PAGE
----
Staff in the UK's oil industry is facing uncertainty due to the falling price of oil

BP axes hundreds of jobs amidst oil price crisis

Calls for government support of the UK’s oil and gas industry have intensified following an announcement from energy giant BP that it will cut hundreds of jobs due to the oil price slump.

About 200 jobs will be shed in the onshore sector while a further 100 contractors will have their positions discontinued. BP said the measures are necessary to ensure the business remains ‘competitive and robust’.

"We are committed to the North Sea and see a long-term future for our business here,” said Trevor Garlick, regional president for BP North Sea. “However, given the well-documented challenges of operating in this maturing region and in toughening market conditions, we are taking specific steps to ensure our business remains competitive and robust.”

He explained the job cuts will be part of a wider restructuring focused on improving efficiencies and simplifying production processes.

Earlier this week, Scotland’s Energy Minister Fergus Ewing called on the UK government to create more favourable tax conditions to help the industry through the lean years.

The Scottish government believes a package of tax credits and allowances together with scraping a 2011 12 per cent tax surcharge could boost investment in the North Sea by some £40bn and support more than 30,000 jobs.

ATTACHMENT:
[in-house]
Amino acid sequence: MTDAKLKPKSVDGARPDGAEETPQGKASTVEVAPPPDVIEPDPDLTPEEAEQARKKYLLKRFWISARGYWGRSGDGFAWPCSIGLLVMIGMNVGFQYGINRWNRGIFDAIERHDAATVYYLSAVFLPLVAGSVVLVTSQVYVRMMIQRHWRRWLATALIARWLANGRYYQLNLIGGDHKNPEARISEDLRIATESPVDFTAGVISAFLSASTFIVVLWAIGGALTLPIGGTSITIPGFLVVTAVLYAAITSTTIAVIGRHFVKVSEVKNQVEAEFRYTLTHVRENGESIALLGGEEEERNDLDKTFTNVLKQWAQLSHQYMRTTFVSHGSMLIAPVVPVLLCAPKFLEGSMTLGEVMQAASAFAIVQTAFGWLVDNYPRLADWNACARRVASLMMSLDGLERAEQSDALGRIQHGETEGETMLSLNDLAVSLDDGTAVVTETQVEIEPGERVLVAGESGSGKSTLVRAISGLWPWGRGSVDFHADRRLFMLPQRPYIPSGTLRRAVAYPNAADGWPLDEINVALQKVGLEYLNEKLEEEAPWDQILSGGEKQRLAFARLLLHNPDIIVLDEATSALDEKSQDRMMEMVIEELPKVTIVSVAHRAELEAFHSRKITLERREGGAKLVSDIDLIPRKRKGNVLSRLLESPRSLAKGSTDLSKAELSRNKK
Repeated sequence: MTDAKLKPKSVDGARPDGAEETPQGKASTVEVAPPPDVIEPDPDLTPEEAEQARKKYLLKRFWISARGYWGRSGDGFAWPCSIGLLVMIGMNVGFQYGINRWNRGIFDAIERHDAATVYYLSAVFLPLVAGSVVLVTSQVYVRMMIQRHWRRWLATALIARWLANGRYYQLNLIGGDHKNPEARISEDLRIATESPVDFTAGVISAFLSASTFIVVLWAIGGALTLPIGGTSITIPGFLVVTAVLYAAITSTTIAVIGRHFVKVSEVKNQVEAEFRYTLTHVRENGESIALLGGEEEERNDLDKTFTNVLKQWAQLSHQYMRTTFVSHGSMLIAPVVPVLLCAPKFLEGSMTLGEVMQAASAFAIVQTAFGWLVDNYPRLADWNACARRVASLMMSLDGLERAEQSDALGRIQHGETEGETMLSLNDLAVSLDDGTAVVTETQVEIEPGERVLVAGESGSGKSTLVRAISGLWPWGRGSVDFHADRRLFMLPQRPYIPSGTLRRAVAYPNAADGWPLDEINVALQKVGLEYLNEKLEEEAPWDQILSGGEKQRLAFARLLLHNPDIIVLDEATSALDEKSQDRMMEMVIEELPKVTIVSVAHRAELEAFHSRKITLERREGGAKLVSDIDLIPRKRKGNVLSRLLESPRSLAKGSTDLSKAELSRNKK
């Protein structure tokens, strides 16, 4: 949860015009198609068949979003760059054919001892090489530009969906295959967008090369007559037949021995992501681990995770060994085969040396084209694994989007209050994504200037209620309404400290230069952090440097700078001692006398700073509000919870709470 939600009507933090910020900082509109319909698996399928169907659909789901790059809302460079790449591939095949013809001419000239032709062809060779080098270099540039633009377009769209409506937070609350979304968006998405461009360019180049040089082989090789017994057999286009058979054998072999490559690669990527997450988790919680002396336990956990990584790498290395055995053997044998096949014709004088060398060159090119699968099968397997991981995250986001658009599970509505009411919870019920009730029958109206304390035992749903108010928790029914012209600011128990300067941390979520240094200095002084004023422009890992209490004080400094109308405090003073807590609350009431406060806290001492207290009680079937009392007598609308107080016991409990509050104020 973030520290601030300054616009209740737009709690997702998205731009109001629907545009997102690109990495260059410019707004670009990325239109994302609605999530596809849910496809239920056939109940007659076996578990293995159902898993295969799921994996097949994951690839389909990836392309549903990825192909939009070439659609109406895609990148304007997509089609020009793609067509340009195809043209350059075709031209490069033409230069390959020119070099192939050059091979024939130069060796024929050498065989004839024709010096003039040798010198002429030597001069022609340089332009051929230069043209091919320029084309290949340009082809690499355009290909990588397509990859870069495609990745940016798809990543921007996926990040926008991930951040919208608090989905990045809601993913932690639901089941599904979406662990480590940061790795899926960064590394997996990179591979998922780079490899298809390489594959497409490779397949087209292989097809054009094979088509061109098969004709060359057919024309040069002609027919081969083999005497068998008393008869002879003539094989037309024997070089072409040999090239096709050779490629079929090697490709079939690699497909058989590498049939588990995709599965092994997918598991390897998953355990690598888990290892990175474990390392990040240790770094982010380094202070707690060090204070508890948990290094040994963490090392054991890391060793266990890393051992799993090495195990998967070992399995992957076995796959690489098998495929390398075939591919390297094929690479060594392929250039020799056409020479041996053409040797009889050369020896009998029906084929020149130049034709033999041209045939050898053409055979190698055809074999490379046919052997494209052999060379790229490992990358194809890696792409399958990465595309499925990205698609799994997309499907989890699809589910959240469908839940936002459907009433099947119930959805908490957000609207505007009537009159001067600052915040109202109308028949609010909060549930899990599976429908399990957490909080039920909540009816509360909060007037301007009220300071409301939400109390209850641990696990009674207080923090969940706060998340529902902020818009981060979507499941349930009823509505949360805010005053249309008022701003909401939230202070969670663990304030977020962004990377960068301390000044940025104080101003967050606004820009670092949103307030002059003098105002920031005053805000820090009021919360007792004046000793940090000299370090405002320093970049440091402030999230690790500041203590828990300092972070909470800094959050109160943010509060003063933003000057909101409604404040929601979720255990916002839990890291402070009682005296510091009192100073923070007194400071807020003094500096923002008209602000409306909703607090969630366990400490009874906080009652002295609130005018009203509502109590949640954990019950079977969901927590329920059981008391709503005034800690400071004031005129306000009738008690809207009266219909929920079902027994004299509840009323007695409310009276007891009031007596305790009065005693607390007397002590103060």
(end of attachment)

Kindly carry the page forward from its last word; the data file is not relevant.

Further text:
Energy Secretary Ed Davey, who was visiting Aberdeen to talk to leading figures in the North Sea oil and gas sector, said he had ‘huge sympathy’ with the workers losing their jobs.

"We want to do everything we can to minimise any impact,” said Davey. “The North Sea is crucial to Britain's energy industry and is a vital part of our economy."

The BP announcement sparked a strong reaction from the industry unions fearing it is just the first in a string of bad blows.

"RMT believes that the industry is making offshore workers carry the can for their failure to plan for lean times such as these,” said Mick Cash, general secretary of the Rail, Maritime and Transport (RMT) union. Instead they have gone for a short-term slash-and-burn approach that will have long-term implications for the future of the entire industry and the security of the UK's energy supplies.

He said RMT will urge industry organisation Oil and Gas UK to push for an emergency package of measures to ward off further job losses as well as closures of some less profitable oil fields.

"We are also continuing to lobby politicians for incentives to allow exploration, maintenance, safety and engineering development works to take place during this emergency period for the industry," he said.

Scotland's First Minister Nicola Sturgeon was in Aberdeen yesterday where she announced a new task force to help address the threat to jobs that comes from the drop in oil prices.

Yesterday, in its 2014 review, Deloitte Petroleum Services reported that drilling for new oil fields in UK waters has fallen by a fifth while exploration in other North Sea countries remains buoyant.

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